Government announced yesterday slight changes to the policy directive. Specifically, grocery stores may only have the store within a store model or 100% wine on shelves; not both.
Clarification updates have been published to Policy Directive 15-01 and are, available via http://www.pssg.gov.bc.ca/lclb/policy/relocation.htm.
Liquor Control and Licensing Branch, Ministry of Justice wrote: “With respect to grocery store eligibility, it is now clear that the “50% Rule” requires the majority of total sales revenue within a grocery store to come from food and non-liquor beverages; furthermore this rule and the “70% Rule” regarding non-liquor sales revenue ratios are not prerequisites for eligibility, but rather terms and conditions on the retail licence going forward. In other words, a grocery store that is not yet built nor eligible on March 31 can legally contain a liquor retailer on April 1, provided compliance is achieved from that day forward. Applicants who submitted applications prior to this update will not be affected by this update.
With respect to the 1-kilometre rule, additional address information is being provided periodically at http://www.pssg.gov.bc.ca/lclb/licensed/liquor_retail_location.htm as it becomes available. Specifically, location addresses contained in applications received prior to February 27, are being identified and listed on that web page as applications are deemed complete and compliant with the 1 kilometre rule. It is important to note that these addresses (just like the ones listed originally) represent locations that subsequent applications (i.e. lottery submissions) may be affected by according to the 1-kilometre distance criteria. This situation is similar to the normal practice of only updating the list every two weeks; however, in the interest of fairness, any LRS lottery relocation applications that are unsuccessful only on account of those additional addresses will be reimbursed their application fee.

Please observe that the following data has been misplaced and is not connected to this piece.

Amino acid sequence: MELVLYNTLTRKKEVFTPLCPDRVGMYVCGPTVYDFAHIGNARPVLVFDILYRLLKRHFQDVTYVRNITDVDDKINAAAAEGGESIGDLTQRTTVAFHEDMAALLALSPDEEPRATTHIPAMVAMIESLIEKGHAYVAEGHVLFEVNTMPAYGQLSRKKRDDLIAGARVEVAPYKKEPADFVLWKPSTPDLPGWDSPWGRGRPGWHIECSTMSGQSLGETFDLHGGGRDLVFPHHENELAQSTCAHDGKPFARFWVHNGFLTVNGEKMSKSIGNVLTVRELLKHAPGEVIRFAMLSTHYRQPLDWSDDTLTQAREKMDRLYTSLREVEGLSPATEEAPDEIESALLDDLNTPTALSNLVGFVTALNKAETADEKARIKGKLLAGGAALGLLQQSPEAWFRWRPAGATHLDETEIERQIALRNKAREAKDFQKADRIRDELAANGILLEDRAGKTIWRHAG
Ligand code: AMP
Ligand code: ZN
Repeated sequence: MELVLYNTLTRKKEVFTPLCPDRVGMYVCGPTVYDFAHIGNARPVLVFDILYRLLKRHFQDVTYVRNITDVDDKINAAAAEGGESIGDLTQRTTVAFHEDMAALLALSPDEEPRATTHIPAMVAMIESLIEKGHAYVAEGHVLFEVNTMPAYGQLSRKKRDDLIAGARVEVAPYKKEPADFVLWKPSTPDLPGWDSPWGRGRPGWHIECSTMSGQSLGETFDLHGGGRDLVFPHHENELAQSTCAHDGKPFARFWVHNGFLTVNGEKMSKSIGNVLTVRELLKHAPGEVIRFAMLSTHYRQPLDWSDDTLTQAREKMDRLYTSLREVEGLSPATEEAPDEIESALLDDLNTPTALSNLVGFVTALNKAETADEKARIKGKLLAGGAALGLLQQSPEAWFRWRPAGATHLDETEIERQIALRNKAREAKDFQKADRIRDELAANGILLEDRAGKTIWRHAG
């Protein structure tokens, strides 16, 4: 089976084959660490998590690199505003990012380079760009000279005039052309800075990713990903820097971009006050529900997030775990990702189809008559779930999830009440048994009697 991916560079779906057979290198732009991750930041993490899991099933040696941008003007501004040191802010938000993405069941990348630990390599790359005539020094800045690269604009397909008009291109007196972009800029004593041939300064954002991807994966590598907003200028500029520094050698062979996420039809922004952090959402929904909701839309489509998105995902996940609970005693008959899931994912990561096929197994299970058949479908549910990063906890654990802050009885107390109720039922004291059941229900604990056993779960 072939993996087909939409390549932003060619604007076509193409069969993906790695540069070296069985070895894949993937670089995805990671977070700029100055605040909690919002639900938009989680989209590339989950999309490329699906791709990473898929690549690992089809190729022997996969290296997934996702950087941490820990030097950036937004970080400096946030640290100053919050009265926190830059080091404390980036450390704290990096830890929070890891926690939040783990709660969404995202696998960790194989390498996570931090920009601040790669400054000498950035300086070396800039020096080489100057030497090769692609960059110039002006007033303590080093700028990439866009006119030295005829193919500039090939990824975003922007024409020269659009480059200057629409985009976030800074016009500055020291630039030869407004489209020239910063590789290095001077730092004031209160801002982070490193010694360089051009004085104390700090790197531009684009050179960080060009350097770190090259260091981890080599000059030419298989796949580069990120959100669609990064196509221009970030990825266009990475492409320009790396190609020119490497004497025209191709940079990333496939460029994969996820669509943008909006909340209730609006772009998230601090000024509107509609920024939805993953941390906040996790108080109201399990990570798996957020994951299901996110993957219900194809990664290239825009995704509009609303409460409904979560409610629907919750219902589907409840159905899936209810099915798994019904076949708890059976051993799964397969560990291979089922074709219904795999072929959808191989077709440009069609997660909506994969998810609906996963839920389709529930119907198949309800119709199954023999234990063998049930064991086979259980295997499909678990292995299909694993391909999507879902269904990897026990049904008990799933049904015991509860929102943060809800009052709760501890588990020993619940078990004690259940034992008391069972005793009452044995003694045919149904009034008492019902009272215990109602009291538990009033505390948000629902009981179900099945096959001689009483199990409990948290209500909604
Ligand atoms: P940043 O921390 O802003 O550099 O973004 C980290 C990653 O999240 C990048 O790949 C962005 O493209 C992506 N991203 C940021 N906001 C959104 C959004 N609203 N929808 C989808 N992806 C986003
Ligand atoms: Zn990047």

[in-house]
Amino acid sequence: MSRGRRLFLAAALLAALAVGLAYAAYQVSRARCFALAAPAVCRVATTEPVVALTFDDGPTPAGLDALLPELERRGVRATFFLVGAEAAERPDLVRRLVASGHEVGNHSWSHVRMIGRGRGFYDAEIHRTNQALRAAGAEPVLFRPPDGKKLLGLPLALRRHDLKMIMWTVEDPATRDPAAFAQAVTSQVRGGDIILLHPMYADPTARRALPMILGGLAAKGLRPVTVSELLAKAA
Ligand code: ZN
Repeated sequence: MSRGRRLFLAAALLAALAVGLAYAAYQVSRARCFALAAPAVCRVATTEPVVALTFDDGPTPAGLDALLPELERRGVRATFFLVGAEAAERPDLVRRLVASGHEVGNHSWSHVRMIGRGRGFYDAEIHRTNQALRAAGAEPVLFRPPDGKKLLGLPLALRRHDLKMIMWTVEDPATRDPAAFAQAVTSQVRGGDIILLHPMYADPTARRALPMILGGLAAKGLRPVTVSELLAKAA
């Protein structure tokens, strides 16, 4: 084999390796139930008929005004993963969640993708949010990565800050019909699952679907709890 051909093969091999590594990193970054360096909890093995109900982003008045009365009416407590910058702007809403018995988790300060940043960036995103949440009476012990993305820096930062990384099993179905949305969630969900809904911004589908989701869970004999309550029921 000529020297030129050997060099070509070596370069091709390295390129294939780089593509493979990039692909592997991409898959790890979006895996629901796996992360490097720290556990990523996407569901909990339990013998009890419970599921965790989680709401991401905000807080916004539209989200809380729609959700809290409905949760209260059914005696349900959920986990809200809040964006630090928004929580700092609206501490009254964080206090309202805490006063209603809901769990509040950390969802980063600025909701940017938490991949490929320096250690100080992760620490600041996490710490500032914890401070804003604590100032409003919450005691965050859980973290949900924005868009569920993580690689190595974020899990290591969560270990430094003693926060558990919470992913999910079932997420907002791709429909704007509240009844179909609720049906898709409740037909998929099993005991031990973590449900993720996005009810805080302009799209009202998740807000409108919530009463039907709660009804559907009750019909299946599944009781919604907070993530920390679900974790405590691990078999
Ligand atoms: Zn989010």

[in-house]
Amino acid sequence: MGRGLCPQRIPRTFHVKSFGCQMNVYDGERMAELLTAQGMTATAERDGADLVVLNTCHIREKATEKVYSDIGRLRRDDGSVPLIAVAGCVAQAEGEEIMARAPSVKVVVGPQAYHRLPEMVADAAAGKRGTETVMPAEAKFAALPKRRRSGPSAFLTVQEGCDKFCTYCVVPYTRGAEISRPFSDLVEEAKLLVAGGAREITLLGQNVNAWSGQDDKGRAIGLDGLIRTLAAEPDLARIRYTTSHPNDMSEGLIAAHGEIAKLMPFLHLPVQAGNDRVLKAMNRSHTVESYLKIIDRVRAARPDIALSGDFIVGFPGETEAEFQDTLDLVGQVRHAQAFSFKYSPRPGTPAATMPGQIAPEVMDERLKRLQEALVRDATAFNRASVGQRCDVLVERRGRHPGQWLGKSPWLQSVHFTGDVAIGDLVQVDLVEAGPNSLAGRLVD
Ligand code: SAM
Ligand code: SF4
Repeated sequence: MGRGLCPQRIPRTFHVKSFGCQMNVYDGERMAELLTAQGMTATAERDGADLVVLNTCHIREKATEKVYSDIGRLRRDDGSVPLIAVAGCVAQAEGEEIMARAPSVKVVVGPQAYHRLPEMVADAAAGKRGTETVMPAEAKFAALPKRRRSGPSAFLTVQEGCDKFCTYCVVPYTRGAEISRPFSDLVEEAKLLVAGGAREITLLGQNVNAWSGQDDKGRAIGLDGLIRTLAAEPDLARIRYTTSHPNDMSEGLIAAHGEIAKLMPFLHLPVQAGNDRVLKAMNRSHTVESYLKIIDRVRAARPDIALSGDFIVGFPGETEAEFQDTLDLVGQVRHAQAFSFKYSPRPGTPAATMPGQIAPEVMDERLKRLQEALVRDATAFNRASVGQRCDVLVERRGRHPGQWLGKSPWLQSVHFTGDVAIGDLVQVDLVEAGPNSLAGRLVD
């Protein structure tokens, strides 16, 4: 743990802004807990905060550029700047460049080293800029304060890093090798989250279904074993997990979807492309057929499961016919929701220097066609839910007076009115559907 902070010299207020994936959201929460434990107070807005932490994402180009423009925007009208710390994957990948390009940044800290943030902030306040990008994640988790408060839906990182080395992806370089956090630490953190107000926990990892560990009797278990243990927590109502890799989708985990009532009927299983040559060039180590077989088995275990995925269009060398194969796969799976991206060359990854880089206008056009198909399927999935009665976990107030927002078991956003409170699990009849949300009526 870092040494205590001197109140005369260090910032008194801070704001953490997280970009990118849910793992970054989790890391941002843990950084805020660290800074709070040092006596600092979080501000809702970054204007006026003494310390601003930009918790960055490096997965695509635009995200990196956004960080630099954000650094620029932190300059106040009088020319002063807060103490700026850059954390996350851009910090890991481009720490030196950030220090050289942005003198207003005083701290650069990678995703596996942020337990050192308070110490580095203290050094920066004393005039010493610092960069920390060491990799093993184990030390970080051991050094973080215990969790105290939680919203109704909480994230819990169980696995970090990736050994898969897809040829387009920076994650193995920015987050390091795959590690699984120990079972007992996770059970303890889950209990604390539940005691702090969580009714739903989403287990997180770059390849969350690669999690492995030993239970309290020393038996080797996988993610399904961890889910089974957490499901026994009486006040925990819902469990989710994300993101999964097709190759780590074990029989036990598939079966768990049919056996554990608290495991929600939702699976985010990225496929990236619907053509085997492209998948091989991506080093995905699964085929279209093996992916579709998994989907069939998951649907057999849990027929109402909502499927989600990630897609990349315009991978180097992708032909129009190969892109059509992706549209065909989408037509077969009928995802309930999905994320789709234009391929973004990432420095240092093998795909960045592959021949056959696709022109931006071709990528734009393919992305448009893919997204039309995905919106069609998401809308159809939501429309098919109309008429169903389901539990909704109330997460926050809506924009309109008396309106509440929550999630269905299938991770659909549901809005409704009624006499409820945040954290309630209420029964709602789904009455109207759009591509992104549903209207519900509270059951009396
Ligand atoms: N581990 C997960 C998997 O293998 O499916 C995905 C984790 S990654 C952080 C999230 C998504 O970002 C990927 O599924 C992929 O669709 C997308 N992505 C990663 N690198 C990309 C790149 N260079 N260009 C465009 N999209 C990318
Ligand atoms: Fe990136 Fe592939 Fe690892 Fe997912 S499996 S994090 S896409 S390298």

Additionally, please be advised that the present rules respecting minimum pricing will continue for the foreseeable future, i.e. you may not sell liquor for less than the price you paid for it. Government is continuing to review this issue and is also considering the recommendation of Parliamentary Secretary John Yap that LDB markup should vary depending on the alcohol volume of the product. For example, a beer with a 7% alcohol level might have a higher markup than a beer with 4% alcohol. Consultations with industry and other stakeholders will occur before any decisions are made on these matters.”
To learn more about pending policy changes or for assistance with your relocation or grocery store licensing, please contact Rising Tide Consultants.